Sunday, August 19, 2007

Eat Pray Love: Casseroles and Virgina Woolf

Rarely when a friend says "I read this book and thought of you" does she actually mail it, or I actually read it and have it resonate so much.

I thank Stacy for finding that padded envelope in the wilds of Vermont and mailing Eat Pray Love.

"Here's another example of the difference in our worldviews. A family in my sister's neighborhood was recently stricken with a double tragedy, when both the young mother and her three-year-old son were diagnosed with cancer. When Catherine told me about this, I could only say, shocked, 'Dear God, that family needs grace.' She replied firmly, 'That family needs casseroles,' and then proceeded to organize the entire neighborhood into bringing that family dinner, in shifts, every single night, for an entire year. I do not know if my sister fully recognizes that this is grace."

(pp 90,91)

"To create a family with a spouse is one of the most fundamental ways a person can find continuity and meaning in American (or any) society. ... Who are you? No problem -- you're the person who created all this. ...

But what if, either by choice or by reluctant necessity, you end up not participating in this comforting cycle of family and continuity? ... You'll need to find another purpose, another measure by which to judge whether or not you have been a successful human being. I love children, but what if I don't have any? What kind of person does that make me?

Virginia Woolf wrote, 'Across the broad continent of a woman's life falls the shadow of a sword.' On one side of that sword, she said, there lies convention and tradition and order, where 'all is correct.' But on the other side of that sword, if you're crazy enough to cross it and choose a life that does not follow convention, 'all is confusion. Nothing follows a regular course.' Her argument was that the crossing of the shadow of that sword may bring a far more interesting existence to a woman, but you can bet it will also be more perilous. ...

A lot of writers have families. Toni Morrison, just to name an example, didn't let the raising of her son stop her from winning a little trinket we call the Nobel Prize. But Toni Morrison made her own path, and I must make mine. The Bhagavad Gita -- that ancient Indian Yogic text -- says that it is better to live your own destiny imperfectly than to live an imitation of somebody else's life with perfection. So now I have started living my own life. Imperfect and clumsy as it may look, it is resembling me now, thoroughly." (pp 94,95)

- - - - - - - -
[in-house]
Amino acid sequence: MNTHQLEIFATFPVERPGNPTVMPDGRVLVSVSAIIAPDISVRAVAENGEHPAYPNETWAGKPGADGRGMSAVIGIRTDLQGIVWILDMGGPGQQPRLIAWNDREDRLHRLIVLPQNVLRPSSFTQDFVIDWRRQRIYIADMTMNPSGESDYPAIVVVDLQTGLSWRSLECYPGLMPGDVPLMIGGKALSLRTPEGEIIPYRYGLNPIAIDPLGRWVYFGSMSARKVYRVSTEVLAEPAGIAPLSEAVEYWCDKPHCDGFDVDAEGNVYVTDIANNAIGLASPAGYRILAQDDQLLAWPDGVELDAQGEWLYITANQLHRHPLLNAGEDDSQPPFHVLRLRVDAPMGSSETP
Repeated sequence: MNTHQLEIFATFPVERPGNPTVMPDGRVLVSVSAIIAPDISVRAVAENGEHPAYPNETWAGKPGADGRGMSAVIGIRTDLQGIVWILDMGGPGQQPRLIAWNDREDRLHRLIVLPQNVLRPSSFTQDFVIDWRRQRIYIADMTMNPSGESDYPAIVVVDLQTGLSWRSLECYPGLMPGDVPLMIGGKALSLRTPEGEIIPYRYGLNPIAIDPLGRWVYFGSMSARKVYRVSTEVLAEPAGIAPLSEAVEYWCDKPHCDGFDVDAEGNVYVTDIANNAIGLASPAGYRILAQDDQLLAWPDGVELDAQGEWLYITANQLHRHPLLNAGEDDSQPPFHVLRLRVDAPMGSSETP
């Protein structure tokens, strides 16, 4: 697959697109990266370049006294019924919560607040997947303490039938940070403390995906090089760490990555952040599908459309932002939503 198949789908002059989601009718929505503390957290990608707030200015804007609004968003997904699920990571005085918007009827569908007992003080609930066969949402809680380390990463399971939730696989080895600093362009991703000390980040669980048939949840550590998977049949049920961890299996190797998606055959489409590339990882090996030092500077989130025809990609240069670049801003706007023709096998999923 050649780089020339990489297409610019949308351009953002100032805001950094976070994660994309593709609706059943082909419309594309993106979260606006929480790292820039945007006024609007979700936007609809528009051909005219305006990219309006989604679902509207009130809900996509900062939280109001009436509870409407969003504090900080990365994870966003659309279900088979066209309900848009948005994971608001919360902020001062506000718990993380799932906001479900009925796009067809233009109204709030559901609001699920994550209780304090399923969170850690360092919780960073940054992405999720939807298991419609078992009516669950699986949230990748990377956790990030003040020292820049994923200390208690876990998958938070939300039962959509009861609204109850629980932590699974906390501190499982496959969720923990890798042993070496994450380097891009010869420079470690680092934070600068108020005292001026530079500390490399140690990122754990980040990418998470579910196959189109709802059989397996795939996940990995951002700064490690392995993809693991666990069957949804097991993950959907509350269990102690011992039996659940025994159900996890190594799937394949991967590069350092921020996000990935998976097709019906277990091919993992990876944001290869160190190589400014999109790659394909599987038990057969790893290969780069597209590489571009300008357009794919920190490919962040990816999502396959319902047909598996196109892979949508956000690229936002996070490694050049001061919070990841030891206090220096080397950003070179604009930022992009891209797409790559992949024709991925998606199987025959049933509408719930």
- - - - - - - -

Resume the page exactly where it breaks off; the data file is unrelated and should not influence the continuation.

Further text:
4 comments:

sarah burgess said...

Don't know if you remember me- I'm a friend of Jen White (we ran into each other at the Anne Lamott reading at UCLA a few years back). Eat, Pray, Love was such a good book. I read it when I was in the hospital after having my second child. I found myself somehow jealous of the author- her freedom to rediscover herself, I guess. My husband and children are a blessing, but I also have immense admiration for people who are able to define themselves outside of society's normative definition of happiness.

jen white said...

I am really enjoying this book as well. I haven't quite caught up to you yet :) but I am looking forward to it.

Shannon said...

You ever come across someone's blog and read something they wrote about and think - wow... it'd be cool to meet that person, she sounds a lot like me. I thought that after reading some of your posts, I found this one on Eat Pray Love first. I'm reading that book now and was particularly interested in the line that Virginia Wolfe said about women who don't follow tradition... either by chance or some other force, I'm that woman too. Anyway... I'm glad there's someone else out there that seems a little bit like me. What was your favorite part about that book?

oneworldonelove2 said...

Liz Gilbert-the author of "Eat Pray Love" is on TIME 100 list(congratulations!) As a woman who applauds with the author and Virgina Wolf, I believe the core success of the book lies in Ms. Wolf's theory on "two sides of a sword." As a woman with two adolecent children chooses ununconventional route, the road is perilous than ever, mixed with guilt...But when talking about interesting existence, I am reaching horizon...